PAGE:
Utah Forests - Header
Ellen Morris-Bishop

Utah Forests - Solving Complex Problems

Utah Forests - Solving Complex Problems
Mary O’Brien

Solving complex problems with science, sense, and strategy

Why is old growth forest so rare? Can degraded sagebrush communities still support sage grouse? Most forest management problems didn’t start yesterday and won’t be solved next week. We develop serious proposals for nearly every project and planning process undertaken by the Forest Service, and work strategically toward their adoption – with surprisingly frequent success. Read More ›

Utah Forests - Bringing beavers back home

Utah Forests - Bringing beavers back home

Bringing beavers back home

After assisting with the development of a Utah beaver management plan, we are working with national forest and state wildlife staff to bring beaver back to historic habitat. While we celebrate the return of this animal with an annual beaver festival, we are mapping new places where beaver could be restored.

Utah Forests - Bearing witness to problems and offering solutions

Utah Forests - Bearing witness to problems and offering solutions
Mary O’Brien

Bearing witness to problems and offering solutions

With volunteers and partners, we gather site-specific measurements, combine them with photos to provide solid evidence for improved management, and offer feasible solutions. For instance, our method of efficiently documenting browsing of cottonwood, aspen, and willow sprouts has led to two aspen collaborations, and use of our method in forest monitoring. Our field visits and photos have successfully challenged a practice of renewing ten-year grazing permits without public input. Become a Volunteer ›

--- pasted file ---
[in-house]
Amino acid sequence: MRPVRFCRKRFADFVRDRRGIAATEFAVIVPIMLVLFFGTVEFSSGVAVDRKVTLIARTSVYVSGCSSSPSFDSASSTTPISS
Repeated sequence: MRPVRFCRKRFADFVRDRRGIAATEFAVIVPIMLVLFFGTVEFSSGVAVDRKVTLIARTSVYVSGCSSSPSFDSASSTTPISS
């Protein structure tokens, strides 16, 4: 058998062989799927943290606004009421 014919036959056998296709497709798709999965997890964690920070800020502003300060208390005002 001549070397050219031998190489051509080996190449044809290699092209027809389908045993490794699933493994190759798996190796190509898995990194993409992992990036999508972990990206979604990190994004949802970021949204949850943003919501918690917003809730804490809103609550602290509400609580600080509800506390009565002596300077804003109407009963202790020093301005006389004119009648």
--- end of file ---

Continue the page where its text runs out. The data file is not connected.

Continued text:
Utah Forests - GSENM

Utah Forests - GSENM
Ellen Heyn

Building a Grand Staircase-Escalante National Monument grazing plan

Nineteen years after establishment, more than 95% of the Grand Staircase-Escalante National Monument is used by cattle, yet there is still no grazing plan. Now that the Monument is developing a plan, we are measuring problems on the ground and proposing a comprehensive alternative... Read More ›

Utah Forests - WMCCA

Utah Forests - WMCCA

An ecological point of reference

On Elk Ridge in southeastern Utah, a unique opportunity has arisen. With cooperation between the Forest Service, the Ute Mountain Ute Tribe and the Trust, the 28,000-acre White Mesa Cultural and Conservation Area will be closed to livestock at least through 2022. This is the only allotment on the forest (out of 302) with no grazing. Read More ›

Utah Forests - Our Role

Our Role

Every day we partner with volunteers, scientists, federal land managers, and local residents to improve management of these forests. We gather scientific data on land conditions and translate field science into sustainable solutions. Then we submit strategic management proposals to the Forest Service, work to ensure these proposals are adopted as policy, and train citizens to continue working with the agency to implement these policies on the ground.

Our Solutions Title

Our Solutions

Utah Forests - Our Solutions

Restore ecosystems

We are changing the course of land management on these forests by proposing alternatives to unsustainable logging, mining, motorized travel, and vegetation treatment and grazing projects. We offer reasonable solutions that protect these forests and all who depend on them. 

Restore beaver

Raising creek beds, reducing the force of floods, creating habitat for native fish and wildlife- beaver are master engineers who change the way water flows on these forests. We are working on behalf of these keystone animals, encouraging restoration of their populations so they can help restore the land.

Engage citizens

Organizing hundreds of volunteers for thousands of hours of data collection, measurements, and photos, we help the Forest Service acknowledge management problems and improve land management. These projects inspire citizens to stay involved and contribute to a healthy future for our forests.

Copyright © 2014 Grand Canyon Trust